# Why is the principal value of $\tan^{−1}θ$ always in $(\frac{\pi}{2}, \frac{\pi}{2})$? And, why is the principal value of $\arg z$ always in $(−π,π]$?

Why is the principal value of $\tan^{−1}θ$ always in $(\frac{\pi}{2}, \frac{\pi}{2})$? Also, why is the principal value of $\arg z$ always in the interval $(−π,π]$?

Is this a convention? Why these intervals only?

• Convention. But is a good convention, having the inverse tan of 0 being 0 is somewhat more intuitive than making it 2*pi. – Peter Webb Apr 2 '15 at 15:26
• Yes, they are conventions. For the arctangent, it uses the branch passing through $(0,0)$. For the argument it uses the a detemination of the complex logarithm that includes the positive reals. – egreg Apr 2 '15 at 15:34

They are both conventions in a way. One can make a good argument that there is a good canonical choice for the function $\arctan$, namely the usual one which takes values in $\left(-\frac{\pi}{2}, \frac{\pi}{2}\right)$, but there is no such choice for the argument function $\arg$.
The function $x \mapsto \tan x$ is periodic, with asymptotes at $\left(k + \frac{1}{2}\right) \pi$, $k \in \mathbb{Z}$. Now, the restriction of $x \mapsto \tan x$ to each interval $$I_k := \left(\left(k - \frac{1}{2}\right) \pi, \left(k + \frac{1}{2}\right) \pi)\right)$$ is bijective, so we can define a right inverse to $\tan$ for any of these intervals. But one of these is special, namely the interval $I_0$, which is symmetric about $0$; we define $\arctan$ to be the inverse of the restriction to this interval: $$\arctan := (\tan\!\vert_{I_0})^{-1}.$$ By construction, the function satisfies $\arctan 0 = 0$, and this is the only such inverse for which this holds.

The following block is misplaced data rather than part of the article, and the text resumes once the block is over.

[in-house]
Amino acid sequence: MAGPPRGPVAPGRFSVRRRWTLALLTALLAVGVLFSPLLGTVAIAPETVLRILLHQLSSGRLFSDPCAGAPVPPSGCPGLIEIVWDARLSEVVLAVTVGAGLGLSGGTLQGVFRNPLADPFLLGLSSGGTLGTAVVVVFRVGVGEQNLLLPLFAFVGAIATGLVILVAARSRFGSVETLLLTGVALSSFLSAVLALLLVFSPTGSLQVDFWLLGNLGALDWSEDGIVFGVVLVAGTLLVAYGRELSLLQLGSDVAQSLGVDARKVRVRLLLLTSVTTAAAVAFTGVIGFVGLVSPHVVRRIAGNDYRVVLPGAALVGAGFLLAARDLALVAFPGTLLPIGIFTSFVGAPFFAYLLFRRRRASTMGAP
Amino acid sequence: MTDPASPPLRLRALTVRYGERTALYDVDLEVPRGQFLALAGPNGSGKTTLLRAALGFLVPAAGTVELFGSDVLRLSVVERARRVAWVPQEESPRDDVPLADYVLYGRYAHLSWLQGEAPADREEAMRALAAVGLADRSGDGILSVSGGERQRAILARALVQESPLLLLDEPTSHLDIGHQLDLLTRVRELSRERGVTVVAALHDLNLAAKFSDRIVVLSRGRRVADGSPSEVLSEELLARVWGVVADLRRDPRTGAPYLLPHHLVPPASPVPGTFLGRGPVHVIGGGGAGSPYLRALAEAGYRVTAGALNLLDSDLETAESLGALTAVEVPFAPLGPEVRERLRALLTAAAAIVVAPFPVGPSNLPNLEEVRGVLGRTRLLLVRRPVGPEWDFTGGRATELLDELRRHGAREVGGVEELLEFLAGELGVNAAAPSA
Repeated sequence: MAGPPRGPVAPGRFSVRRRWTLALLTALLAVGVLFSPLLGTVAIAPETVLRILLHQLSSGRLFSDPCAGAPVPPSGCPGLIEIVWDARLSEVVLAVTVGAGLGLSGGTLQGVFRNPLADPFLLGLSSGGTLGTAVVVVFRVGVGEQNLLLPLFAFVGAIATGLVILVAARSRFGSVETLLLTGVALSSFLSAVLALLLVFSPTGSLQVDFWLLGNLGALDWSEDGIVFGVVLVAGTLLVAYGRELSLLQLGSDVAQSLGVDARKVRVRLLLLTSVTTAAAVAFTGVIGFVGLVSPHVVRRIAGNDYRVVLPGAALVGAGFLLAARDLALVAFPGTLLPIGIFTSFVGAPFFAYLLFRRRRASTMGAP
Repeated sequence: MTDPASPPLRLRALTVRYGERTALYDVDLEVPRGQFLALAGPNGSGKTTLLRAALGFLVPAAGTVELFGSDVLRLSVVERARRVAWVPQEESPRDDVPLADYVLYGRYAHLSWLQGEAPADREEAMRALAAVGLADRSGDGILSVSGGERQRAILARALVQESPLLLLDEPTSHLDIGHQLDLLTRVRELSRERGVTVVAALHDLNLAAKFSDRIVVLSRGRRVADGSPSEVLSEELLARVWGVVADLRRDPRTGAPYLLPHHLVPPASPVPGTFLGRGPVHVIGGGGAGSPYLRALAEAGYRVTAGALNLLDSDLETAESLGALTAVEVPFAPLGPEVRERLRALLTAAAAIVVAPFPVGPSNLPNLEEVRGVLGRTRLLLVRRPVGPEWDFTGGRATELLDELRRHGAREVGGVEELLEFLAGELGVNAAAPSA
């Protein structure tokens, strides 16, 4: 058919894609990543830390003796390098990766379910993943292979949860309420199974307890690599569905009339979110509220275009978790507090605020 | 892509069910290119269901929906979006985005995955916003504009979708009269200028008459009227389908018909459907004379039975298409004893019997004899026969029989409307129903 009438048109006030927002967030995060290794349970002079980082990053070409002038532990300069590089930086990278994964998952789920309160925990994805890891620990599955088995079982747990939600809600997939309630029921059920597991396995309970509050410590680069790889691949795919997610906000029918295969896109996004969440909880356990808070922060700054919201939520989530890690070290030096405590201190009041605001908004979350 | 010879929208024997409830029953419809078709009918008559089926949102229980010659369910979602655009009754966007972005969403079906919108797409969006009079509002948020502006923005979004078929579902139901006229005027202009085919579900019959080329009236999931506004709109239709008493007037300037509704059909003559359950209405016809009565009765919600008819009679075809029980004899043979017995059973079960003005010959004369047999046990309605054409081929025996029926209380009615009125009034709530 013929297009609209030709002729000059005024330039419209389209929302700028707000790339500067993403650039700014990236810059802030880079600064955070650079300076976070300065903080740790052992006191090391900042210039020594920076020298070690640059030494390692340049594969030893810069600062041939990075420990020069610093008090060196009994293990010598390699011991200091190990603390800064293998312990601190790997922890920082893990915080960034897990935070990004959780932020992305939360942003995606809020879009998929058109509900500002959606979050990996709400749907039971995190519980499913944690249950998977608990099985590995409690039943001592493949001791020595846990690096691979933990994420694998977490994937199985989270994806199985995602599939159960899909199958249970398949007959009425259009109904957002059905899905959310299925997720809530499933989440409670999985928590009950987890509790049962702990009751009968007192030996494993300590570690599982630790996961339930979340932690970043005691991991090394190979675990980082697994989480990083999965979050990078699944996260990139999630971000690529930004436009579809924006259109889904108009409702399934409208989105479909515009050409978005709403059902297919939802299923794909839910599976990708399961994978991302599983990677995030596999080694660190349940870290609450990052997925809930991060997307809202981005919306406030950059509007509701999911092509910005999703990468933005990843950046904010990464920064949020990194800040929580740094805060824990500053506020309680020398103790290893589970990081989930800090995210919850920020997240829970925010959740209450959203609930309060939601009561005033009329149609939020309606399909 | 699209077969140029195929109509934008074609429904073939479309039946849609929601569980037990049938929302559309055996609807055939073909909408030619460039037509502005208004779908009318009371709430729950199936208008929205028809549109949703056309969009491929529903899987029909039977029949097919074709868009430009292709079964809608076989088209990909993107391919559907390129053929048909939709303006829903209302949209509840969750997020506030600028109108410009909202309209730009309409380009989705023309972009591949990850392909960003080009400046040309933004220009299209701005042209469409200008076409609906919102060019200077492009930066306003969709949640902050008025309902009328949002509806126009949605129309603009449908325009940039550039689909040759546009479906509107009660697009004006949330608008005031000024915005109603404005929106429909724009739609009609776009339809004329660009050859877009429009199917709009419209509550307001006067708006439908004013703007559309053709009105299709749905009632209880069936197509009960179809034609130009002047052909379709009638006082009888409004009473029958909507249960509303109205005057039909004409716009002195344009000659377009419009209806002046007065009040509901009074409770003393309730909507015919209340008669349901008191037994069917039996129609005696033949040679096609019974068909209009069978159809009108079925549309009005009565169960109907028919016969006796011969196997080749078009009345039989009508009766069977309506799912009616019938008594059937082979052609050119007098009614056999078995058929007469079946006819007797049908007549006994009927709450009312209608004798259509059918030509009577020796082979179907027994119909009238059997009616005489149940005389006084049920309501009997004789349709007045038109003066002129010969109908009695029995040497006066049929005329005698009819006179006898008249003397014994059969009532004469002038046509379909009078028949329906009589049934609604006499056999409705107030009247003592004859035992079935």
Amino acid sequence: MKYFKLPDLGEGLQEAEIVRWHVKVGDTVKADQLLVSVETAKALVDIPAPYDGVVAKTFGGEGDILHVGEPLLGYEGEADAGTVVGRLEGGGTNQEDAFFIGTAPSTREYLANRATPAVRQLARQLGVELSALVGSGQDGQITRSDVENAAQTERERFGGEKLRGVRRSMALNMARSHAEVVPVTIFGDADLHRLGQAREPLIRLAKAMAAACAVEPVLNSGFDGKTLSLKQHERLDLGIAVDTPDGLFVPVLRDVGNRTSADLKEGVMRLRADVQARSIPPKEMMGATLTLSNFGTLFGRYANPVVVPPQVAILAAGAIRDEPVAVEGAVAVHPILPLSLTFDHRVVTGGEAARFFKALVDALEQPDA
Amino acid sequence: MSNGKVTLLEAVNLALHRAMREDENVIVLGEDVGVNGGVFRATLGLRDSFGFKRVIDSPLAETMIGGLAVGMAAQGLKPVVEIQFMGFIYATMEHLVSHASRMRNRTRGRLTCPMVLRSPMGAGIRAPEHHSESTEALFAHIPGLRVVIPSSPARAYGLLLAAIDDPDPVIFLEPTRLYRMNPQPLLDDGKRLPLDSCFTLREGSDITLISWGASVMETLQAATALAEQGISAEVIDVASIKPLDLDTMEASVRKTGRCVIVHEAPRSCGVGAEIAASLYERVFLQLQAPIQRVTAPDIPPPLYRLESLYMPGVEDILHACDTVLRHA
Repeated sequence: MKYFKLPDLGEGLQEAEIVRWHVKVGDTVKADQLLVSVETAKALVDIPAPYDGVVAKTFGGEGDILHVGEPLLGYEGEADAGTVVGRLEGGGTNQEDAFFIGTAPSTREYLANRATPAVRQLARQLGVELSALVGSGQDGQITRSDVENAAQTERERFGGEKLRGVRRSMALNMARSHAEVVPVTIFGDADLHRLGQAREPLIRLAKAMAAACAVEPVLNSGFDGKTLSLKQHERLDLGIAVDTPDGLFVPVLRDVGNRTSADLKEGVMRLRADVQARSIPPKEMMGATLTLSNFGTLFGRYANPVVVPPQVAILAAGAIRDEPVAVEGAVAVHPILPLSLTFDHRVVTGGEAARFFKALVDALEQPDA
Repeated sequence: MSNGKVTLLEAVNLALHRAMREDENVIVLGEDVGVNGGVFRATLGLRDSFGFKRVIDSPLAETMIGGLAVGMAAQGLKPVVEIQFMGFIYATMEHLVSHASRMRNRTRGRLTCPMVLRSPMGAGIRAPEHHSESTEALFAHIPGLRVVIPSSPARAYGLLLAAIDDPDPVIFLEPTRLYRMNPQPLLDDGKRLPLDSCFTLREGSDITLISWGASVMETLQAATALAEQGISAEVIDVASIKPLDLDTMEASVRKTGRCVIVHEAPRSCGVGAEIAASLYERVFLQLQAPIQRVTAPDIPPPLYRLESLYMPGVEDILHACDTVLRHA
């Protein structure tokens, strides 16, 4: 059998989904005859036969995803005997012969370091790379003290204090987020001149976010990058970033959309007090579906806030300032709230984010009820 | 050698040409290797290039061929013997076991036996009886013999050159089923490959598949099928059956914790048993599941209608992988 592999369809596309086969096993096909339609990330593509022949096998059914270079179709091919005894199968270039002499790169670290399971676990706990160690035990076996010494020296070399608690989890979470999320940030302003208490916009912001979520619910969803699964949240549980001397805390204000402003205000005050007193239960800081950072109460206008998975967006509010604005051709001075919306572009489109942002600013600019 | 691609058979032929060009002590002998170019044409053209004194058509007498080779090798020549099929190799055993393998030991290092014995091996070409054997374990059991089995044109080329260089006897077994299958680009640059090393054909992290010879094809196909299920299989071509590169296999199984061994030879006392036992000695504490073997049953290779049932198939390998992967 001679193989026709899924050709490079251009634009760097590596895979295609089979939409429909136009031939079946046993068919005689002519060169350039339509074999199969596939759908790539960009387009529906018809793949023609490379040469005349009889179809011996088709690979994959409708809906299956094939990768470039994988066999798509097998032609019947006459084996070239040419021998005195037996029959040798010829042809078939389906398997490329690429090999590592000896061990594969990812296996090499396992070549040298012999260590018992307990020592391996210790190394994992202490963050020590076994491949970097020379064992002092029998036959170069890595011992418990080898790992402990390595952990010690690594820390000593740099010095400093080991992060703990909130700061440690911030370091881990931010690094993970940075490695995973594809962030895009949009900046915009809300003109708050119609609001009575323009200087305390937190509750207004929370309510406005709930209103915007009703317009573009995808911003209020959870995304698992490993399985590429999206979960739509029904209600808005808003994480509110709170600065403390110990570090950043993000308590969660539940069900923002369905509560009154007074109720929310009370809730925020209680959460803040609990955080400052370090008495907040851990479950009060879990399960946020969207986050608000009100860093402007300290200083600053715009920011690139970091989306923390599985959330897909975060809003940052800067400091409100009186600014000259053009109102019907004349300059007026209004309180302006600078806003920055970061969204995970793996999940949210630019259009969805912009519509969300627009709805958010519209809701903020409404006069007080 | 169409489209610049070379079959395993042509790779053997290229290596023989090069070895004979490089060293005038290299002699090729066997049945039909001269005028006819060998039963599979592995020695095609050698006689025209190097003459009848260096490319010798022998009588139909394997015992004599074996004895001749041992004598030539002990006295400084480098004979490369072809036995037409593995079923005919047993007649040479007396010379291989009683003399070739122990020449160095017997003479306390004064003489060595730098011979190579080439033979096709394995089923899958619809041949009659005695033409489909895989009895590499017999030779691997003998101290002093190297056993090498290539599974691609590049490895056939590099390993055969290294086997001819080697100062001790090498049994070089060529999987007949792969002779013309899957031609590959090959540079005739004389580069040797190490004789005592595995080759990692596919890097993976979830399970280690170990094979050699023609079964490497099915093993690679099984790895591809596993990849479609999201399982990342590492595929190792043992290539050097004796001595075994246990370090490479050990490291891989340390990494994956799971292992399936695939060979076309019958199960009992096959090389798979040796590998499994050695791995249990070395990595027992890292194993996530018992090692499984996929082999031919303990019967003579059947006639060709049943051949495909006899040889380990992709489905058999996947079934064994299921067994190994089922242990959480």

On the other hand, there is no analogous line of reasoning for the argument function: A choice of branch of the complex logarithm is by definition a right inverse of the complex exponential function $\exp$, and such a choice determines the an argument function (namely, the imaginary part of that logarithm), but unlike the real tangent function, the domain $\mathbb{C}$ of the complex exponential is connected, and so there is no component of the domain on which the $\exp$ is bijective.
So, one can pick out particularly classes of branch cuts for $\arg$, e.g., those that take values in intervals $[\theta_0, \theta_0 + 2 \pi)$ or $(\theta_0, \theta_0 + 2 \pi]$, and as egreg points out, another natural restriction is choosing a branch cut so that $\arg$ is $0$ on the positive real half-axis. The particular choice that takes values in $(-\pi, \pi]$, however, is not preferred in the way that the usual $\arctan$ function is, and it's certainly always not the appropriate one.
For example, often an integral of a real function $f$ over $[0, \infty)$ can be handled by integrating a suitable complex extension of $f$ over a suitable closed contour and applying the Cauchy Integral Formula. If $f$ involves a logarithm, often the best contour is a keyhole contour, with key-slot along the positive real axis. In order to apply C.I.F., one should choose a logarithm function with branch cut outside the contour, namely, along the positive real axis, e.g., the one whose argument function takes values in $[0, 2 \pi)$.